For more information, contact Natalie Kloss-Biagini at (512) 947-3385, or email her at:
To register for the event, go online to:
Once a year, I get the privilege of emceeing an annual Bowl-a-thon that benefits an Austin area beep baseball team, to raise money for them to travel to the sport's annual World Series.
What is beep baseball? It's a modified version of baseball played by blind individuals. The ball has an electronic mechanism that beeps, and the cone-shaped foam bases emit a buzzing sound, allowing the runner to hear where the base is.
The Bowl-a-thon is more than just a fundraiser, though. It's a chance for blind and sighted people to come together, bowl a couple of games, and just have fun. All proceeds go to the Austin Blackhawks, a team that has been in existence since 1986, and is the proud winner of several World Series championships. I happen to be a former player, although I haven't swung a bat in a game in over 20 years. The World Series of Beep Baseball is held each August in a different city, and the Blackhawks have been every year for as long as I can remember.
This year's Bowl-a-thon will be held this Saturday, Feb. 12, at Highland Lanes, 8909 Burnet Rd. from 1 to 3. It's $15 per person, and you get to bowl two games. There are also door prizes given generously by numerous local businesses, and many merchants also sponsor a lane.
The 2011 Beep Baseball World Series is coming up July 31-August 7 in Indianapolis. Watch this video to find out more about how the game is played:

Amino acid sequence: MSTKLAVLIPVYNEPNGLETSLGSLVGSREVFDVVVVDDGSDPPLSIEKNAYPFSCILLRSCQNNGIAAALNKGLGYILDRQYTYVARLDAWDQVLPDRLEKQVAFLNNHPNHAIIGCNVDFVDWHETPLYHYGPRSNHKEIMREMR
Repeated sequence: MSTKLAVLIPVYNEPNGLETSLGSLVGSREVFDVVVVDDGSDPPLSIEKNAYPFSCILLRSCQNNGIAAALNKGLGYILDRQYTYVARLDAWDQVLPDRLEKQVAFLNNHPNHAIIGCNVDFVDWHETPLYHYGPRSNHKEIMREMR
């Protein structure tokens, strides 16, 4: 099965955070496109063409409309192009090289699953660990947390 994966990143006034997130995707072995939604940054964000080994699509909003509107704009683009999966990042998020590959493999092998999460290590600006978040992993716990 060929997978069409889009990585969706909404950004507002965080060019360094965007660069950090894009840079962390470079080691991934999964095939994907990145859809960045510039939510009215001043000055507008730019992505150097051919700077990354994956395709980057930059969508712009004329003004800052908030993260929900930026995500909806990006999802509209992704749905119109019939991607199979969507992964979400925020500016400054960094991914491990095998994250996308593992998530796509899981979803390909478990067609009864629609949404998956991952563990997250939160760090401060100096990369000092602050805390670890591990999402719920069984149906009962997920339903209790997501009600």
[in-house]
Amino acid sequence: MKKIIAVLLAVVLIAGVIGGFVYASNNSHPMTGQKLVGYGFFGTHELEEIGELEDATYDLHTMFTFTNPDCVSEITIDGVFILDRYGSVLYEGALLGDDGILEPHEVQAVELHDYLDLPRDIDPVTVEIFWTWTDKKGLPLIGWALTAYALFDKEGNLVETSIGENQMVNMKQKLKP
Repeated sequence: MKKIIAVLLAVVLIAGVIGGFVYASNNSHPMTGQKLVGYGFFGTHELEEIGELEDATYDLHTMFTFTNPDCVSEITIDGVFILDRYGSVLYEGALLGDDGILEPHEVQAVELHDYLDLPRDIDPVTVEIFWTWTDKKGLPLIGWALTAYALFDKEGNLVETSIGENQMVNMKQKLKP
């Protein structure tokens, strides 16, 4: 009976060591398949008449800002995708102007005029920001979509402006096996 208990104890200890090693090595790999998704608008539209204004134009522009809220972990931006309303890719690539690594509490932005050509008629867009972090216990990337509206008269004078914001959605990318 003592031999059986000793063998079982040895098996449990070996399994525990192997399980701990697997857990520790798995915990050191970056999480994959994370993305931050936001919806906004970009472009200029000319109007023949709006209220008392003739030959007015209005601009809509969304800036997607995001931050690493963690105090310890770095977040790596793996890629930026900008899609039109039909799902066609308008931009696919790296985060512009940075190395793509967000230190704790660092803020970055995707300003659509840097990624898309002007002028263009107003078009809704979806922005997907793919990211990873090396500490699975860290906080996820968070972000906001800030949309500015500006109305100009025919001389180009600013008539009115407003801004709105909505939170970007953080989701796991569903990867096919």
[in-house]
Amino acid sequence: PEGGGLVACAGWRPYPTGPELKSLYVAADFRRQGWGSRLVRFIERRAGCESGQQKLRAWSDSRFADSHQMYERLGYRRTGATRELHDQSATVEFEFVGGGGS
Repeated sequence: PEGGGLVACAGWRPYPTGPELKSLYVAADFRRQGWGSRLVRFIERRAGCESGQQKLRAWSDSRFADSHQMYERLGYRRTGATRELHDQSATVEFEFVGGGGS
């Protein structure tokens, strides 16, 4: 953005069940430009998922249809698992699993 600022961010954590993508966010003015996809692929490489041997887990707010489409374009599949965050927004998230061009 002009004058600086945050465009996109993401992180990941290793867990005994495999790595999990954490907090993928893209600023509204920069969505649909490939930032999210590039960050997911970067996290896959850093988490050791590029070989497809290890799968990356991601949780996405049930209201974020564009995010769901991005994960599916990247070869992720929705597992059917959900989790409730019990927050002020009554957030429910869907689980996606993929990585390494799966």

What happens when telling a little white lie paints you as the most promiscuous girl in school? That's what a scheming student, played by Emma Stone, discovers in "Easy A", a contemporary high school comedy based on the Nathaniel Hawthorne classic "The Scarlet Letter".
The movie, rated Pg-13 and directed by Will Gluck, debuts in theaters this weekend. Majic 95.5 had a special screening of the film this past Tuesday at the Regal Gateway Stadium 16. See a trailer here:
Still having trouble finding that perfect gift for Dad this Sunday? Maybe this article will give you that much-needed inspiration. Happy Father's Day, Dad!
A couple of weeks ago, my son James and I went to the UT football spring scrimmage. Other than getting a nasty sunburn (I usually don't think of sunscreen this early), we had a great time. I think he and I made a new friend: Big Bertha, the drum. Check out this pic.
Once a year, I emcee a bowl-a-thon for the Austin Blackhawks, a team that plays a sport called Beep Baseball. Yes, the name is as it sounds: a game that uses a beeping baseball, and it's played by the blind.
The ball itself is actually a large softball with an electronic mechanism inside that emits a beeping sound once the pin is pulled out. I played the game myself years ago, and I'm here to tell you, it's every bit as competitive as regular baseball, or any sport, for that matter. There's even a World Series of Beep Baseball, held every year in early August.